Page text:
A few years back, I arrived home to find a wide-eyed 5-year-old boy with big hazelnut eyes sitting in my living room. His social worker had dropped him off that morning. That afternoon was our first time meeting. A few months later, his two little sisters came to live with us as well. A year later, we unexpectedly found out we were expecting. Add in our oldest biological child, and we went from 1 child to 5 kids in less than 2 years—big family trial by fire. And ended up with a TON of toys. Well, we did have a ton of toys until last year.
We almost moved into a bigger house just to fit our stuff. After a long search, I figured it would cost us $700 extra a month to find something similar but bigger than the 1650 square foot home we currently live in. $700 a month could buy a lot of fun or freedom. So instead, we took a hard look at all our possessions and the value they provided us. Rather than holding on to stuff we rarely used, didn’t really need, or weren’t adding a ton of value, we let them go and were able to walk away from the 9-5 instead.
This last year has been a work in progress on moving towards a more minimalist life. More of the stuff that matters, less of the stuff that doesn’t. That is our motto. Our moving target.
One question we get over and over is how to pull this off with 5 little kids. Here is the simple solution we started with.
3 Toys for 3 Days
We have a large shelf, and ALL the toys stay on there. The kids each get to pick 3 toys to play with for the next 3 days. Sets (like puzzles, legos, blocks) count as 1 toy.
Each night they are responsible for picking up their 3 toys. If the task is too hard, that toy is removed as an option until they can handle it.
After 3 days, they can swap out the toys for new toys from the shelf as long as their 3 toys are cleaned up.
This is how we started. And it’s been brilliant.
They still are able to read books from the kid’s bookshelf. They have a bucket of crayons and markers. They have access to a whole ream of white printer paper and a few coloring books. They can also play outside on the trampoline, swing set, or basketball hoop.
It’s been over a year. Here are my observations so far:
They found other things to do.
They read, color, and create imaginary games FAR more often. That is how they spend about 30-50% of their time if the weather isn’t great. Armed with a ream of white paper, the 8 and 9-year-old took up paper airplane folding and origami. The 4 and 5-year-old’s started writing, tracing, and drawing real pictures. And they play outside more. We just finished 6 long months of winter, but every day they would head outside for a bit, mostly unprompted.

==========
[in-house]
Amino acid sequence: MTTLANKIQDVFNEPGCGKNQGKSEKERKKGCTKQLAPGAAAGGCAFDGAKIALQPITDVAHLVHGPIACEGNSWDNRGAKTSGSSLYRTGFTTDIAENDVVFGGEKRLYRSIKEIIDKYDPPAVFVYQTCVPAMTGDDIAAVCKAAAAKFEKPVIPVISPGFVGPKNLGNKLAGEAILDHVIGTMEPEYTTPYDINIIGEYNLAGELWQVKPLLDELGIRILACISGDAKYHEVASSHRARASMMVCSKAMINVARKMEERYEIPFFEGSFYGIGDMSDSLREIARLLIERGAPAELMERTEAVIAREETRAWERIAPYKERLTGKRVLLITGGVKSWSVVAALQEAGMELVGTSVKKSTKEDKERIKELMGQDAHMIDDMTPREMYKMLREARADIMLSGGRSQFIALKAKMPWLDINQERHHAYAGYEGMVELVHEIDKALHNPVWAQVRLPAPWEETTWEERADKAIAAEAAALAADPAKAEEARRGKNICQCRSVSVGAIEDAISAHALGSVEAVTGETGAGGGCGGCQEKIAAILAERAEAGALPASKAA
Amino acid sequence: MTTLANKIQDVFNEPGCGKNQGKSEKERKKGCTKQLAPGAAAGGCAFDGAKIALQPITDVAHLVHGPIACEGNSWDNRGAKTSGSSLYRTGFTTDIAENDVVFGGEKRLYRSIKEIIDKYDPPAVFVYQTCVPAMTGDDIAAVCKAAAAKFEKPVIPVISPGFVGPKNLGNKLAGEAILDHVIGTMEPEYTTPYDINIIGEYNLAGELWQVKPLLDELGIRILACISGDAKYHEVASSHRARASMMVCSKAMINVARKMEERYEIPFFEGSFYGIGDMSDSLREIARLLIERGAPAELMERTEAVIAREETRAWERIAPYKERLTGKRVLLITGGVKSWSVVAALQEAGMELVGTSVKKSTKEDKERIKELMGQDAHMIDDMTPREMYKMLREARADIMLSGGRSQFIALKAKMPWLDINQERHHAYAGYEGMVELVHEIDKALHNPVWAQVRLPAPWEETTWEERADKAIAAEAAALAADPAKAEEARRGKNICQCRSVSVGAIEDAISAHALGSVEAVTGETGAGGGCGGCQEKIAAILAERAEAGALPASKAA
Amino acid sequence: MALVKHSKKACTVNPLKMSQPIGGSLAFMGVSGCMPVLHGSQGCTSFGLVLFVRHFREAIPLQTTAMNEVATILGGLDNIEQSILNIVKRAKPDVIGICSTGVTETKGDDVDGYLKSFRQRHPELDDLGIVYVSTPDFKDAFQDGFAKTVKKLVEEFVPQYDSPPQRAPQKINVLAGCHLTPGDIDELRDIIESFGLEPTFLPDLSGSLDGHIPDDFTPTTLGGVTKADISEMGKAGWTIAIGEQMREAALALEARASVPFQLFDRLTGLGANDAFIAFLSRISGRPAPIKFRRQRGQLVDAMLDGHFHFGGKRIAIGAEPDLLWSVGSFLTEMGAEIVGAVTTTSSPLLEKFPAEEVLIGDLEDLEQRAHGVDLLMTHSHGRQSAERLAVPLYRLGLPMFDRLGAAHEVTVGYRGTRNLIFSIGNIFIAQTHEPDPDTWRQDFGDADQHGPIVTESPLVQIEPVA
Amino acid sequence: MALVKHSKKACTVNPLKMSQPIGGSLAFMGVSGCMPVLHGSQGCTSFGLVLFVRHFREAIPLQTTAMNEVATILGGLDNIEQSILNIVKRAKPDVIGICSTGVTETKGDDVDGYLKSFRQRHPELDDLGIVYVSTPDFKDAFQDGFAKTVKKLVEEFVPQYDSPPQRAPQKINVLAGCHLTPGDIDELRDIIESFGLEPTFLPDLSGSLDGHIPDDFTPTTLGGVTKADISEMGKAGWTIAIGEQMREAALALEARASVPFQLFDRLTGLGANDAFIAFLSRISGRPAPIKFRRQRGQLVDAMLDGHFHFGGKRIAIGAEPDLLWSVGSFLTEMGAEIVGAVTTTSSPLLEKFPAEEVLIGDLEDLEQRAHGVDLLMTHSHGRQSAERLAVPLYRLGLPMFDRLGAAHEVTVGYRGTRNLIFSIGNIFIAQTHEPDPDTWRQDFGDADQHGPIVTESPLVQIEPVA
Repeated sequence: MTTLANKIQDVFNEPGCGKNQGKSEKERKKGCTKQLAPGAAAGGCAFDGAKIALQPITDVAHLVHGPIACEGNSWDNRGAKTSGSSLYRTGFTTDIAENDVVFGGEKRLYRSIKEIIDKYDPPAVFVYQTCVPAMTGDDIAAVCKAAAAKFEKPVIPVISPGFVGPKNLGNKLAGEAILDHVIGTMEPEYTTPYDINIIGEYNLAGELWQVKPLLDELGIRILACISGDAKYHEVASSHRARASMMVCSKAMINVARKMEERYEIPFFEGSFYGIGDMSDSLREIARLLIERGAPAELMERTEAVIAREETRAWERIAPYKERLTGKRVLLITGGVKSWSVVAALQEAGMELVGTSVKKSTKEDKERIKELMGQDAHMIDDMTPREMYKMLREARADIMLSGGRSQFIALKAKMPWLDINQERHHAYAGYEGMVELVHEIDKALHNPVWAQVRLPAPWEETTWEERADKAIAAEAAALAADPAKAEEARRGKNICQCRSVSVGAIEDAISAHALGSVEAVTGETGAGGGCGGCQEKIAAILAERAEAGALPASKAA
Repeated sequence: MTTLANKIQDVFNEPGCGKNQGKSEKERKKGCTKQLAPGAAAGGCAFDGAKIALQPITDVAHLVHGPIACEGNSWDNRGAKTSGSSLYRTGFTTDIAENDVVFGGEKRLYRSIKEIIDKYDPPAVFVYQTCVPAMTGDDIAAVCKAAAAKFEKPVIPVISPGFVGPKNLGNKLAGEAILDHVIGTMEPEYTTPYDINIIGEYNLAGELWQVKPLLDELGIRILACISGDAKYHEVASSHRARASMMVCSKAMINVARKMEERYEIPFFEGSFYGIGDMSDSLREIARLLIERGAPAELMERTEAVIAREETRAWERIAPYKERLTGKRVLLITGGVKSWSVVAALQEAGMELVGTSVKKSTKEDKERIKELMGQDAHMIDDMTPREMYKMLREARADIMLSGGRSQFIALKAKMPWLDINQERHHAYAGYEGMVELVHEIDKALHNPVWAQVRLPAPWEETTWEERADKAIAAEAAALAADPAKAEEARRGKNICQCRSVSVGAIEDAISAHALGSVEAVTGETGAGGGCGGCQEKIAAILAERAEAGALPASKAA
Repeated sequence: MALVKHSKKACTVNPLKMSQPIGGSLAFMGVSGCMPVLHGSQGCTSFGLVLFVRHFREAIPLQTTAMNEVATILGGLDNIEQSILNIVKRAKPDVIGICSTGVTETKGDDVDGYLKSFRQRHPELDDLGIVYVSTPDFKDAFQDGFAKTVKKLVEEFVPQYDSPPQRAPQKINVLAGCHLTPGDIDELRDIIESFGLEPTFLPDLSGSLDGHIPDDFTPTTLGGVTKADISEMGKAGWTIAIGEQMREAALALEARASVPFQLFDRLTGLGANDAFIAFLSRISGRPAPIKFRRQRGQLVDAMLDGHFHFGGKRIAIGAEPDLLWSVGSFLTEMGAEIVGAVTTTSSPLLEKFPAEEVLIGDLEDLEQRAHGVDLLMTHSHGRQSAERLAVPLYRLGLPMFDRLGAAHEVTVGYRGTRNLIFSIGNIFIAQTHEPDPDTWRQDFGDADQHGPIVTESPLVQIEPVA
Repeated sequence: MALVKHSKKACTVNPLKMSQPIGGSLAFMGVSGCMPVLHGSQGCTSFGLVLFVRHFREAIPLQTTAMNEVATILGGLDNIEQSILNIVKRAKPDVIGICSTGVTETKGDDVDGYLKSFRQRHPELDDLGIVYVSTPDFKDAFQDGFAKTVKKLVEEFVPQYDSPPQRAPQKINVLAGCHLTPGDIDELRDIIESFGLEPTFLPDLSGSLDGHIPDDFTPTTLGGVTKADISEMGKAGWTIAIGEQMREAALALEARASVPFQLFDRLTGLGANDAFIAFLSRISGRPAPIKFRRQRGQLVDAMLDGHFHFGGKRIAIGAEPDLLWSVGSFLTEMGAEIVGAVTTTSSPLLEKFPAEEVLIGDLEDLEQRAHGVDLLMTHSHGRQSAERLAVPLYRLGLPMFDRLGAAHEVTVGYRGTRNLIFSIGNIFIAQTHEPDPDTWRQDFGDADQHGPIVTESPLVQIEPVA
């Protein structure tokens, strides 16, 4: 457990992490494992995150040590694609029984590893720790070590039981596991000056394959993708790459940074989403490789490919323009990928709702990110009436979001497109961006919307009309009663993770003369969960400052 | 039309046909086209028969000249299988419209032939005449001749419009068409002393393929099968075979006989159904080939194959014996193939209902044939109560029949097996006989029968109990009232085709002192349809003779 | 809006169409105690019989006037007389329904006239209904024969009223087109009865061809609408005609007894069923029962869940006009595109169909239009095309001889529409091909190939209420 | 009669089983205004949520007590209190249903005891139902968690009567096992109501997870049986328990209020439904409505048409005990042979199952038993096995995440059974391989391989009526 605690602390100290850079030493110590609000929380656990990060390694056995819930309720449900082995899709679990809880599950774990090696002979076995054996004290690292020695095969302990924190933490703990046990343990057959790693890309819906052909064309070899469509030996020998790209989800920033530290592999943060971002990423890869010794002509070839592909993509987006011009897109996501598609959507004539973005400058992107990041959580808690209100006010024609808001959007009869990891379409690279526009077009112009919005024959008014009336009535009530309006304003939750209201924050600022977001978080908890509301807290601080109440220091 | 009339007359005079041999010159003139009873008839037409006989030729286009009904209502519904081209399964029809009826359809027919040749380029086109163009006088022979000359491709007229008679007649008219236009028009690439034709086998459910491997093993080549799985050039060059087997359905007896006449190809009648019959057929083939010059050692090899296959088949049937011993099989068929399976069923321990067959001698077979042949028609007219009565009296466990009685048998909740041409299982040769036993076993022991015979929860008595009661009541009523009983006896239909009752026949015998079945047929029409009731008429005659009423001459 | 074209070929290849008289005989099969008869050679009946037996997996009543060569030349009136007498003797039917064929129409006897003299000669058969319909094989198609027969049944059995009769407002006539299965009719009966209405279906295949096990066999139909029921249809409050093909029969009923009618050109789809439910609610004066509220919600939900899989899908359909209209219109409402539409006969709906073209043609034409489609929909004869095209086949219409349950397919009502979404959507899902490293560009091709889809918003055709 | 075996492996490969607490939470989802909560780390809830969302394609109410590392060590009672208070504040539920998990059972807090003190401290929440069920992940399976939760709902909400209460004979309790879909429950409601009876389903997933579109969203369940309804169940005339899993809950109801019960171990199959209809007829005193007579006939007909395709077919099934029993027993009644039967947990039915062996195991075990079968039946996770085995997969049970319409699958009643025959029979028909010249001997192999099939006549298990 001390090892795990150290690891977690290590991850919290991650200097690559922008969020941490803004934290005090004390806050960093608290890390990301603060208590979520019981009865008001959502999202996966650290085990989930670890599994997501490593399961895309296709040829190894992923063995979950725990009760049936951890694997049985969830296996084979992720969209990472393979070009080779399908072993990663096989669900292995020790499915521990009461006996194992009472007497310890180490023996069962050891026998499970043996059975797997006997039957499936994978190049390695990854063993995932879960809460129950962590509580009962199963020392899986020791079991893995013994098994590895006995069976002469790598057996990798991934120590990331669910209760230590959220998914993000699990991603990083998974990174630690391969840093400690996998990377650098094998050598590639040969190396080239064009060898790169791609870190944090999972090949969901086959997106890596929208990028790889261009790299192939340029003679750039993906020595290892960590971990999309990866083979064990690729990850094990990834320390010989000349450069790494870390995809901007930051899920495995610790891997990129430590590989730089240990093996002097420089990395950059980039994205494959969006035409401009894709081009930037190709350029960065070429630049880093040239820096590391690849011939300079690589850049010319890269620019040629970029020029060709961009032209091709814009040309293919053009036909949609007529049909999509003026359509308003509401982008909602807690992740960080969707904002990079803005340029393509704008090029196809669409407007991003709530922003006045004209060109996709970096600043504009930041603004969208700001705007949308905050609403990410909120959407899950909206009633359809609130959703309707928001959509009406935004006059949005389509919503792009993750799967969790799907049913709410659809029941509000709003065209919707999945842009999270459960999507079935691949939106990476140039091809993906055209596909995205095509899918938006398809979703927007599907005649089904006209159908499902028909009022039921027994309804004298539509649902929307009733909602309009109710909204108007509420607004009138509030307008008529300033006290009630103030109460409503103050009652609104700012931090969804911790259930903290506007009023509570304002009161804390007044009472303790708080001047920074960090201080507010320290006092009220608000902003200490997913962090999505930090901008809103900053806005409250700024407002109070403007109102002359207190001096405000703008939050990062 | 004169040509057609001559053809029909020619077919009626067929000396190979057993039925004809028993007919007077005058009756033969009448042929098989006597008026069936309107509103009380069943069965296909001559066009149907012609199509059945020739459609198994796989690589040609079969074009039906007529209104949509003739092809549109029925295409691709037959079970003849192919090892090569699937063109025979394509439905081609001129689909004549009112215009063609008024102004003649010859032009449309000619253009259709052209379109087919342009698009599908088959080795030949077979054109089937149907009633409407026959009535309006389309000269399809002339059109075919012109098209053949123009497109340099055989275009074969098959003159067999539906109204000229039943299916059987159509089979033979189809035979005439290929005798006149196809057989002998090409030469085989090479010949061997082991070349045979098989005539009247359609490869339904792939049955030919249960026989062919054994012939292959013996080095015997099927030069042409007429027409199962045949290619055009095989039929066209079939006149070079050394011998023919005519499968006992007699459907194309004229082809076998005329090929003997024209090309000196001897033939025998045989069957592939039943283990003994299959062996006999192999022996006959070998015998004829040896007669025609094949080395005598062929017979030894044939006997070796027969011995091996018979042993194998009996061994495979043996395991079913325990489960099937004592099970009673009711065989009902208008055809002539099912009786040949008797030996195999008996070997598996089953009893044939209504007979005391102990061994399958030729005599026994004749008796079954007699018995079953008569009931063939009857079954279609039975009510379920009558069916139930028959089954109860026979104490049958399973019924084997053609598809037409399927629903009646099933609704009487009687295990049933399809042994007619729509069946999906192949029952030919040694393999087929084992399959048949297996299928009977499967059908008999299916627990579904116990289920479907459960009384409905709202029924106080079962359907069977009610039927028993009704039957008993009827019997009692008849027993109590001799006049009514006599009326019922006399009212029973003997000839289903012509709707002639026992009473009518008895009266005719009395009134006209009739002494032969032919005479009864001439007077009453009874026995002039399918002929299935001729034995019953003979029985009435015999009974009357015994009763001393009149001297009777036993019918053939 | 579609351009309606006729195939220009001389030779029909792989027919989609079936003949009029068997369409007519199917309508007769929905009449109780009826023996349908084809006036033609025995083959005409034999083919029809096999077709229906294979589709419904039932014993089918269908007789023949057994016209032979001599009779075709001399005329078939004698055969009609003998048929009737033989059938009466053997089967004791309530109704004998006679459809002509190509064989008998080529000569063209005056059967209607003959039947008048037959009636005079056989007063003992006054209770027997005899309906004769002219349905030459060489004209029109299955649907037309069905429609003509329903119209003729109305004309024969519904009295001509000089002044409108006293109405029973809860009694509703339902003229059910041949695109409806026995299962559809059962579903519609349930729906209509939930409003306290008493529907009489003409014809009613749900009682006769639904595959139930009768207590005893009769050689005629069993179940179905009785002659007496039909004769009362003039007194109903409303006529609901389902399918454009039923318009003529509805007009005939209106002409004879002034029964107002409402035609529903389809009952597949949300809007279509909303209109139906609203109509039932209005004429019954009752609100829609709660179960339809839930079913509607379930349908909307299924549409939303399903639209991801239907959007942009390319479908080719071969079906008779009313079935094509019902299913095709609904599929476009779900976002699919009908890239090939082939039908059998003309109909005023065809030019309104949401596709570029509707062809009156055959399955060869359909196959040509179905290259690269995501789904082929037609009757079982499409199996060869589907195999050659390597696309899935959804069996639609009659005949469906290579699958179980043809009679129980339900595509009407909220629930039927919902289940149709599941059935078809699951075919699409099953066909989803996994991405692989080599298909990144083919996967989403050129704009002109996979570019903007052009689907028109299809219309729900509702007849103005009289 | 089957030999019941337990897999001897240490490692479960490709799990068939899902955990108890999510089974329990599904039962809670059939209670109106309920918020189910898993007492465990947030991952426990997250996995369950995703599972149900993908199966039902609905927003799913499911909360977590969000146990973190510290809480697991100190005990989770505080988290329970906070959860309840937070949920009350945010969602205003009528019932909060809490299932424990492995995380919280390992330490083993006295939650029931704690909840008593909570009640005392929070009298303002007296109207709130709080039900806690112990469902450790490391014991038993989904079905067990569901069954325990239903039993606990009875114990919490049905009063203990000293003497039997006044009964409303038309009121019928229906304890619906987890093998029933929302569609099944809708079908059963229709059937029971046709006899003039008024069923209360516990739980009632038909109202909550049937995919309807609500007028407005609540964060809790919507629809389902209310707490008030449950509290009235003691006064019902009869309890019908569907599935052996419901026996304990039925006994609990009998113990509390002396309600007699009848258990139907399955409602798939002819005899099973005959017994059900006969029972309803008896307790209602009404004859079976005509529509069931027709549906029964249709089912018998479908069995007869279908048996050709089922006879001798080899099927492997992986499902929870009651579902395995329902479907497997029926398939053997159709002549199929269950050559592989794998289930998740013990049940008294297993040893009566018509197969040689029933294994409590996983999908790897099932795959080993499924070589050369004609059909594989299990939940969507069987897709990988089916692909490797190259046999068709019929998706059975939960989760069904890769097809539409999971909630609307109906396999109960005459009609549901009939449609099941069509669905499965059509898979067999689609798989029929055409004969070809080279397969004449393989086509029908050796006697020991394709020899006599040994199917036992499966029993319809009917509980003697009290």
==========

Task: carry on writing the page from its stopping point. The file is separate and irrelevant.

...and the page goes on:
They play longer with each toy.
When the toy room was filled to the brim with toys, they would flutter from toy to toy every few minutes like an ADHD butterfly. Now they will actually set up and play with things for 10, 20, or 40 minutes. With all the pieces of a puzzle or toy actually together, they set things up and enjoy them. The floor is no longer an ABC soup of wooden blocks, train tracks, matchbox cars, plastic food, doll clothes, puzzle pieces, and legos, plus 100 other random things.
They have space to play.
The floors are clear, and it’s easy to set up train tracks or do a large floor puzzle. All the pieces are together and organized. Playing is just easier.
I don’t pick up toys.
Um…I don’t pick up toys!!!!!! Ever. If it’s too hard to pick up the toys, then they have too many toys. That’s the rule. If 3 toys are too much, OK. How many can you handle. 2 toys? 1 toy? Here’s the thing. My kids hate picking up toys as much as I did. This is SO much easier for all of us. More time playing. Less time cleaning.
The things they come up with amaze me now. The games. The stories. The art. The forts. The things they can create with our Amazon boxes. Some parents think their kids are creative geniuses. Might weren’t. Well, they still aren’t. But I am legit impressed every once in a while now.
So here was a strange dynamic shift. The fewer toys they had to pick from, the less they fought over them. They use to argue constantly over who had what toy. While playing with one thing, they would be angry someone else was walking near a toy they looked at 30 minutes ago. Somehow, by pure magic, that stopped. I have no explanation. But as a mom, some things you just take a win and don’t question.